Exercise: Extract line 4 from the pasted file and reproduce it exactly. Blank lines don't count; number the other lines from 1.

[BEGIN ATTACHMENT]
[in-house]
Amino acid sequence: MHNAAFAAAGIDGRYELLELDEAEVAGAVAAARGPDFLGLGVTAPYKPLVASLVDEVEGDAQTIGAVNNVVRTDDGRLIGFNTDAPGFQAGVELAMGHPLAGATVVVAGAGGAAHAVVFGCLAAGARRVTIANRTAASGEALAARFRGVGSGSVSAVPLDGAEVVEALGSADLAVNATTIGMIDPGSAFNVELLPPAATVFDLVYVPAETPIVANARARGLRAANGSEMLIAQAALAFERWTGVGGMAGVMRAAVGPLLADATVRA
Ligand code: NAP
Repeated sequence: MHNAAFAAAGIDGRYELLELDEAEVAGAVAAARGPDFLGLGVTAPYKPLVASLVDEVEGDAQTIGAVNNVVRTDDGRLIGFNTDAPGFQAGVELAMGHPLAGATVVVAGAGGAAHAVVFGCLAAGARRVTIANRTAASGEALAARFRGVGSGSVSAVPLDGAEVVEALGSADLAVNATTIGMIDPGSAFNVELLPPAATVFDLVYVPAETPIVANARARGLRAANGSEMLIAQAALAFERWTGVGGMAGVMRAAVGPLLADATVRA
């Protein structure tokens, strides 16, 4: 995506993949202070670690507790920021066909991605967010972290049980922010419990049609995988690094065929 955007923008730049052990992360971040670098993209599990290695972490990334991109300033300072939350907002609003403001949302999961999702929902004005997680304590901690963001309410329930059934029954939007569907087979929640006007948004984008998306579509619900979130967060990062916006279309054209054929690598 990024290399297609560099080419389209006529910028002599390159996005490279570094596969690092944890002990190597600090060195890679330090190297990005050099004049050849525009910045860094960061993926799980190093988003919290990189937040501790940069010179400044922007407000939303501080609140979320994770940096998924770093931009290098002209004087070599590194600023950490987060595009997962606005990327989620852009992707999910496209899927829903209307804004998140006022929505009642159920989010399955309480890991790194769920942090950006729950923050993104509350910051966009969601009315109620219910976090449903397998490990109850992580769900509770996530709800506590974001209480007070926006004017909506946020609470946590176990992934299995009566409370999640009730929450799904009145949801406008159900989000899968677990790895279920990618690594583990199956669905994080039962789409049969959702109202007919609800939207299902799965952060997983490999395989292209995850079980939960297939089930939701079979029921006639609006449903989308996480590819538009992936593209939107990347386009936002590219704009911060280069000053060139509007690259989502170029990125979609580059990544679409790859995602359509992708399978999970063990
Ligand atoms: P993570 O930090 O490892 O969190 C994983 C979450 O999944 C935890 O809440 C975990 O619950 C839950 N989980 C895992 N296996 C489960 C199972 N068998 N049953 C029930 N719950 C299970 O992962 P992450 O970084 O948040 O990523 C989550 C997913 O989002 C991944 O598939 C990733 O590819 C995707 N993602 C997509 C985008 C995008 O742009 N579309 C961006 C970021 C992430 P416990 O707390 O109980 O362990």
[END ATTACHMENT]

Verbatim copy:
Repeated sequence: MHNAAFAAAGIDGRYELLELDEAEVAGAVAAARGPDFLGLGVTAPYKPLVASLVDEVEGDAQTIGAVNNVVRTDDGRLIGFNTDAPGFQAGVELAMGHPLAGATVVVAGAGGAAHAVVFGCLAAGARRVTIANRTAASGEALAARFRGVGSGSVSAVPLDGAEVVEALGSADLAVNATTIGMIDPGSAFNVELLPPAATVFDLVYVPAETPIVANARARGLRAANGSEMLIAQAALAFERWTGVGGMAGVMRAAVGPLLADATVRA